Court fees, traffic ticket costs to increase

Published 4:27 pm Thursday, June 7, 2012

The cost of traffic tickets and court fees is going up–but it’s better than the alternative of courts becoming dysfunctional, one local official said.

Gov. Robert Bentley signed into law last month House Bill 688, which raises court fees in an attempt to better fund the state’s judicial system.

The filing of civil cases will cost $45 more (with the exception of small claims cases, which will increase $15; and juvenile-related cases, which are exempt), criminal cases will cost $40 more and traffic cases will cost $26 more.

Circuit Court Clerk Glenn McGriff said he supported the bill because he considered additional funding necessary.

“Either the bill was going to pass or the judicial system was going to shut down in this state,” McGriff said. “We didn’t want to have to go up on everything, but we had no other choice.”

McGriff said his the staff in his office has been cut 45 percent in his six years as circuit court clerk. He said the increased fees will help stave off more cuts.

“This is going to add funds, but it’s not going to be a surplus of funds,” he said. “It’s just going to keep us at status quo. We’re doing our best just to keep our head above water.”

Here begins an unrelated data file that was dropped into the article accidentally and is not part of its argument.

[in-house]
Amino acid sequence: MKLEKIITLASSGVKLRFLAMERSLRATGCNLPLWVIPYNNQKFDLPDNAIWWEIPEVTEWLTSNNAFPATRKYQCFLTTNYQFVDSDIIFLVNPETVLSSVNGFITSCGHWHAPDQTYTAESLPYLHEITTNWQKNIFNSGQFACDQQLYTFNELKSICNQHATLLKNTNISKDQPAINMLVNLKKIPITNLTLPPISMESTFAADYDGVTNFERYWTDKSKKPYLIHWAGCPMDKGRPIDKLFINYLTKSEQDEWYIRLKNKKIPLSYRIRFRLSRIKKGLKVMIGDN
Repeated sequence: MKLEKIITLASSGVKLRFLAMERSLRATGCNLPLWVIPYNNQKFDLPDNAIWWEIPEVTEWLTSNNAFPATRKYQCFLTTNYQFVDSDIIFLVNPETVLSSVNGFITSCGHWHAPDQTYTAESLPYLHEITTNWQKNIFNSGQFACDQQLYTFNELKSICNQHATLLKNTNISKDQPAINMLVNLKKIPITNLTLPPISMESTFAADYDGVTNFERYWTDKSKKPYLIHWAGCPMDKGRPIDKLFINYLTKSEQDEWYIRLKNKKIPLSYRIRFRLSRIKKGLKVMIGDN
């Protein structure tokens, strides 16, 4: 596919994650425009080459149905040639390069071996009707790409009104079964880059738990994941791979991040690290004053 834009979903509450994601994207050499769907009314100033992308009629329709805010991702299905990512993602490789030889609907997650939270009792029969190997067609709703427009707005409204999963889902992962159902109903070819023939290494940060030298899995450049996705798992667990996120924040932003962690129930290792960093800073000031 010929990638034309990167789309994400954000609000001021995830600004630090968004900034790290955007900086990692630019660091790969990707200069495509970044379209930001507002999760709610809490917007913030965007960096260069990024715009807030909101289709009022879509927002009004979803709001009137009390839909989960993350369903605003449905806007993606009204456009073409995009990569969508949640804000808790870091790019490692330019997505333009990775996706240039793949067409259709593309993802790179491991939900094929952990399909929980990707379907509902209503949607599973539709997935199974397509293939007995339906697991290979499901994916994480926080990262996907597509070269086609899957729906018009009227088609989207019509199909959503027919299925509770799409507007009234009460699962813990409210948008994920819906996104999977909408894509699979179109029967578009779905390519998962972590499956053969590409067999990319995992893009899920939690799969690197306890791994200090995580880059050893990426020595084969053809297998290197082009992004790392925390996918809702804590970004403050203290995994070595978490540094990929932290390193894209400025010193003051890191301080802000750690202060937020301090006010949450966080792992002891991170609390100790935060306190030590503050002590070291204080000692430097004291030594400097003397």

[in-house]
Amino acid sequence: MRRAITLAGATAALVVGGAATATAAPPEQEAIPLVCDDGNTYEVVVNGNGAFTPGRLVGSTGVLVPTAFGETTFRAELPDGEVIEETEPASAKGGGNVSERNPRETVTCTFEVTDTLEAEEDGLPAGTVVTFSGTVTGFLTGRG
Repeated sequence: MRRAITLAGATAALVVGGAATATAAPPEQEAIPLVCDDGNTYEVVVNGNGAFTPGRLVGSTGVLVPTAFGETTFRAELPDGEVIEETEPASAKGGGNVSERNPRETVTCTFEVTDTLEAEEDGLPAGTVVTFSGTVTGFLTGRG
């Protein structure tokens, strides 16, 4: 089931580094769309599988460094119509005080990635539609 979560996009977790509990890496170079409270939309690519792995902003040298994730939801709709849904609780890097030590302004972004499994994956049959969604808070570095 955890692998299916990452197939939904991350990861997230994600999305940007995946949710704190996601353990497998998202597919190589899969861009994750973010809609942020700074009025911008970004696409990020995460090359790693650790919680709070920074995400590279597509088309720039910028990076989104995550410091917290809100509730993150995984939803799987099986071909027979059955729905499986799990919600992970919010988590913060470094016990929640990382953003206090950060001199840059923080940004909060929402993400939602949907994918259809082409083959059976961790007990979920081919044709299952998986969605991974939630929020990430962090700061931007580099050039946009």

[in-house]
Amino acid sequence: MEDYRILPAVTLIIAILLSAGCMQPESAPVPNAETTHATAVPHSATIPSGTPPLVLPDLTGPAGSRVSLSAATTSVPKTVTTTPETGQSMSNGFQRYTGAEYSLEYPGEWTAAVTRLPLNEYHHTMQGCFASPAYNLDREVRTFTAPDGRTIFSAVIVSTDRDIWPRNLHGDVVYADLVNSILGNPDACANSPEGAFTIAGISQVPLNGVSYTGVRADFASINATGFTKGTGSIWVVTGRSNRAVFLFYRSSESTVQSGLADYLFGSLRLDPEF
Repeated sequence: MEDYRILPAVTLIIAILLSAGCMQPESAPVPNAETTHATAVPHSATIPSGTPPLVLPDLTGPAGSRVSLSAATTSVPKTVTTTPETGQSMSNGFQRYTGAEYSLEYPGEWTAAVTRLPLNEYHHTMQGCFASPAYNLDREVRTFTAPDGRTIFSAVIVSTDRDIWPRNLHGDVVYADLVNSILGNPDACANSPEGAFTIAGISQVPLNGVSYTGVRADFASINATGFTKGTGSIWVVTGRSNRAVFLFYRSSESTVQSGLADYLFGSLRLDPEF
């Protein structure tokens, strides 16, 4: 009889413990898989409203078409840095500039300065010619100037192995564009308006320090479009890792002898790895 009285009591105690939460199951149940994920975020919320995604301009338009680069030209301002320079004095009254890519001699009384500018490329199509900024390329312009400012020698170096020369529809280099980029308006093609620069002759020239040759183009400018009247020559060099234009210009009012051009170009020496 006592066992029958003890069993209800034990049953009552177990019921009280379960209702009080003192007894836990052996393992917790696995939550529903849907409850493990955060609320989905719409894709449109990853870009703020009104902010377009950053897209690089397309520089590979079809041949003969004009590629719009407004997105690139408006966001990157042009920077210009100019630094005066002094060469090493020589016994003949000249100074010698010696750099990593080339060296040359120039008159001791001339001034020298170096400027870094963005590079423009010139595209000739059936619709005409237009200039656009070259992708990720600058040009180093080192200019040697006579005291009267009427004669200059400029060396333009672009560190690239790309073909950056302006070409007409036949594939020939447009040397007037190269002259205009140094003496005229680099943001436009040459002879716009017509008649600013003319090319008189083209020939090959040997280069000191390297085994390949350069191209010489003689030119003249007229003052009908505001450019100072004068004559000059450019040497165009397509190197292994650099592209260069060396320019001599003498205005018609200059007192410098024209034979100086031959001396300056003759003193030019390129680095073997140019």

There are six employees in the clerk’s office, one of which is paid for out of the “clerk’s fund,” and thus does not receive retirement or other benefits.

“They’ve just steadily kept cutting our staff out, but we’re expected to keep doing the same things, only with triple the amount of cases,” McGriff said. “If we didn’t get more funding, we were going to be looking at not being able to provide basic services. People are entitled to their day in court.”

Clanton’s and Jemison’s police chiefs said they are concerned the increased fees will be more difficult for people to pay.

CPD Chief Brian Stilwell said the cost of a speeding ticket was $127 when he took office in 2008. With the passing of HB 688, residents can expect to pay $235.

JPD Chief Shane Fulmer said more people might not be able to pay their required fees.

“If that happens, then they wind up sitting in jail, and that costs everyone more money,” Fulmer said.